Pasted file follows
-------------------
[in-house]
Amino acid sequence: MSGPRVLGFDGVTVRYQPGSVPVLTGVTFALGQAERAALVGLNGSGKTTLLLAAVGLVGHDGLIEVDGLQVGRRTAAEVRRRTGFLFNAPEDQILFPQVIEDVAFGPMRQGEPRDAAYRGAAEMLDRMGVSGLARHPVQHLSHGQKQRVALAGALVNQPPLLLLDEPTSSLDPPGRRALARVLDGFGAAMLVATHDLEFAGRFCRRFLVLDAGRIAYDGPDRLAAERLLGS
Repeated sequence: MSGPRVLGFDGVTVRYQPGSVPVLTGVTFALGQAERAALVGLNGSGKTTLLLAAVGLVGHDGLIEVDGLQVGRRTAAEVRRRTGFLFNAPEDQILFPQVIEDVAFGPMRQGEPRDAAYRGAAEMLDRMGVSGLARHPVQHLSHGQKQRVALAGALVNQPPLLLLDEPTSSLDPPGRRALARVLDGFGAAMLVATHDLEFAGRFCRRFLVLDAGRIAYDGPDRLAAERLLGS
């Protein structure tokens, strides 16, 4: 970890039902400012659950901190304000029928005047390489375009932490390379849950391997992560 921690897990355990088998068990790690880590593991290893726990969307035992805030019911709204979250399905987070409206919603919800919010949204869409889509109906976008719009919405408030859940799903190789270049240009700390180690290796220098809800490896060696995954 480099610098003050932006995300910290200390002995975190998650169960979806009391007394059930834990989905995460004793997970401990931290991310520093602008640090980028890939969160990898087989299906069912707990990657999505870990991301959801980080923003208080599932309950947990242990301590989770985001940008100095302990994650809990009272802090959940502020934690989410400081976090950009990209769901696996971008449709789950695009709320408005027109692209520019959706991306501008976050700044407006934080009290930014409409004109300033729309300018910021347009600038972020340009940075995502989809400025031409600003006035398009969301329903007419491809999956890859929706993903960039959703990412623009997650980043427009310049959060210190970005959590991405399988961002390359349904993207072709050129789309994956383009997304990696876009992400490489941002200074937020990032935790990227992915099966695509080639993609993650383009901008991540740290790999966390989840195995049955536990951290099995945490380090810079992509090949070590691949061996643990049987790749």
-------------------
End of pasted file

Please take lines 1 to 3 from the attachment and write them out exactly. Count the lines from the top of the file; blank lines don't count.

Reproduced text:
[in-house]
Amino acid sequence: MSGPRVLGFDGVTVRYQPGSVPVLTGVTFALGQAERAALVGLNGSGKTTLLLAAVGLVGHDGLIEVDGLQVGRRTAAEVRRRTGFLFNAPEDQILFPQVIEDVAFGPMRQGEPRDAAYRGAAEMLDRMGVSGLARHPVQHLSHGQKQRVALAGALVNQPPLLLLDEPTSSLDPPGRRALARVLDGFGAAMLVATHDLEFAGRFCRRFLVLDAGRIAYDGPDRLAAERLLGS
Repeated sequence: MSGPRVLGFDGVTVRYQPGSVPVLTGVTFALGQAERAALVGLNGSGKTTLLLAAVGLVGHDGLIEVDGLQVGRRTAAEVRRRTGFLFNAPEDQILFPQVIEDVAFGPMRQGEPRDAAYRGAAEMLDRMGVSGLARHPVQHLSHGQKQRVALAGALVNQPPLLLLDEPTSSLDPPGRRALARVLDGFGAAMLVATHDLEFAGRFCRRFLVLDAGRIAYDGPDRLAAERLLGS